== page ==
Exits to inactivity involve education or training, early retirement (before 59 years of age), doing housework, looking after children or other persons, and some other activities.
Entrepreneurship incomes are corrected by purchasing power parities (comparability across countries) and harmonized consumer price indices (comparability across time). This variable is lagged one year due to the possible endogeneity problem of the changes in these incomes related to business failures.
This section draws especially on the Stephen P. Jenkins’ Lecture Notes corresponding to the course Survival Analysis by Stephen P. Jenkins, provided by the University of Essex Summer School.
For persons with censored spells, all observations are censored; for persons with a completed spell, all observations are censored except the final one.
The multinomial logit model imposes the assumption of independence from irrelevant alternatives (IIA), which implies that the probability of choosing between two outcomes is not affected by the characteristics of the other alternatives. In this regard, McFadden (1974) argued that multinomial logit models should be used only in cases where the alternatives can plausibly be assumed to be distinct and weighted independently. In our view, the assumption of IIA in the context of our analysis is reasonable. In addition, we performed a set of Wald and Likelihood Ratio tests to examine the null hypothesis that the coefficients of the alternatives do not differ significantly from each other for all possible combinations. In both tests, none of the categories should be combined because the null hypothesis is rejected. Therefore, the multinomial logit specification seems to be appropriate. For brevity, the results of these tests are not shown but are available upon request.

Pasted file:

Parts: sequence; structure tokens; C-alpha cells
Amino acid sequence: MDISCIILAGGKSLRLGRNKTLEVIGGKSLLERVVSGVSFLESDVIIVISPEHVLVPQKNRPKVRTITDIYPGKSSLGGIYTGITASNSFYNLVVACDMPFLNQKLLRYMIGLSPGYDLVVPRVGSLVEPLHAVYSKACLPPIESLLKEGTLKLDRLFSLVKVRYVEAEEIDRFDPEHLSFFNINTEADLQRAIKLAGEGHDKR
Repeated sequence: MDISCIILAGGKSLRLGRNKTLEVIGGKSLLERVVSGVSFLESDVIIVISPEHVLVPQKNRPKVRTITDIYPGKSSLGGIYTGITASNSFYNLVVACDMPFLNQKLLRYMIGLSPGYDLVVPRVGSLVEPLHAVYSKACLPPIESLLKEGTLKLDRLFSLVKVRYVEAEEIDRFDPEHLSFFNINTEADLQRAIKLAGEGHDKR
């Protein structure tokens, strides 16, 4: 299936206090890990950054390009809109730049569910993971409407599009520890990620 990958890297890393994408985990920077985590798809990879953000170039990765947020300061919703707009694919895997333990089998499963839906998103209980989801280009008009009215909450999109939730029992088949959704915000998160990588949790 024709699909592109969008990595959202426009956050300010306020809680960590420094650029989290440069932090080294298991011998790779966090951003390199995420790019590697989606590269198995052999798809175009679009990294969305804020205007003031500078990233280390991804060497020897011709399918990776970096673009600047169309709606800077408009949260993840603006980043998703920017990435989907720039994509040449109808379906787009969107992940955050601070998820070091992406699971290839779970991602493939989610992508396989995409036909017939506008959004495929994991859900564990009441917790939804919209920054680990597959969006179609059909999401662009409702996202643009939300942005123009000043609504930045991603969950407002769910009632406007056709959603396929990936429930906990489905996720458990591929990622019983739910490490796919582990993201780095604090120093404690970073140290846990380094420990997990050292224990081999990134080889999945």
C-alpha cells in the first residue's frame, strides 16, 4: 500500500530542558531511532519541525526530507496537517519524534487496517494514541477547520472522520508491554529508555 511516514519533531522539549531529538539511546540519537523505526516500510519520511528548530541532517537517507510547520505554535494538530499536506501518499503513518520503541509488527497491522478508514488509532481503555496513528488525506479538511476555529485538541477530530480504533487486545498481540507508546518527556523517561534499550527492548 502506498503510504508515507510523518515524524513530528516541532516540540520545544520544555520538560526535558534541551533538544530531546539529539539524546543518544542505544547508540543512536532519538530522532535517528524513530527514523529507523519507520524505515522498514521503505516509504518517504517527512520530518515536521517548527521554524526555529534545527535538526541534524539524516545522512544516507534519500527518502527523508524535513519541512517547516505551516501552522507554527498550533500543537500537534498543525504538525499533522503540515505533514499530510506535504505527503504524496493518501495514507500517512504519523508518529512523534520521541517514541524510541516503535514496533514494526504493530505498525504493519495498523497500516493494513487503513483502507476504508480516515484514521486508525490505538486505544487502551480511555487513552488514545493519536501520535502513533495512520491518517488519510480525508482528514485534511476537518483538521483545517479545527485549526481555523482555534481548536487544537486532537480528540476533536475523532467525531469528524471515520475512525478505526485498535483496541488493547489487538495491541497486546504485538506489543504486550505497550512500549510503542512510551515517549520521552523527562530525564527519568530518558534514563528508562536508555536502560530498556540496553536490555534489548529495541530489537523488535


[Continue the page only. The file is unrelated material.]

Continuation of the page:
This standard errors correction reflects associations across the spells and, therefore, addresses the issue of repeated spells of entrepreneurship. Let us stress that this issue is relatively small in our sample (less than 10% of cases).
Comparisons between specifications (I)–(II) and (III)–(IV) show that the inclusion of the variables accounting for wealth, weekly working hours, and unemployment rate does not alter the obtained effects for other variables, which is consistent with an absence of endogeneity problems caused by these variables. In addition, likelihood ratio tests confirmed that the inclusion of these variables in specifications (II) and (IV) significantly improves the explanatory power of specifications (I) and (III) at the 1% significance level. For brevity, the results of these tests are not shown but are available upon request.
We obtained similar results by considering harmonized employment rates and national output gaps (OECD) as alternative measures of the macroeconomic conditions.
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We would particularly like to thank Roy Thurik for his helpful comments and suggestions. We also thank Javier Álvarez, Juan A. Máñez, María E. Rochina, and Juan A. Sanchis for their valuable comments on survival analysis. At the time of writing the paper, José María Millán and Concepción Román were completing a research stay at the Erasmus School of Economics (Erasmus University Rotterdam), from which this work also benefited. The usual disclaimer applies.
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Millán, J.M., Congregado, E. & Román, C. Entrepreneurship persistence with and without personnel: The role of human capital and previous unemployment. Int Entrep Manag J 10, 187–206 (2014). https://doi.org/10.1007/s11365-011-0184-1
- Own-account workers
- Formal education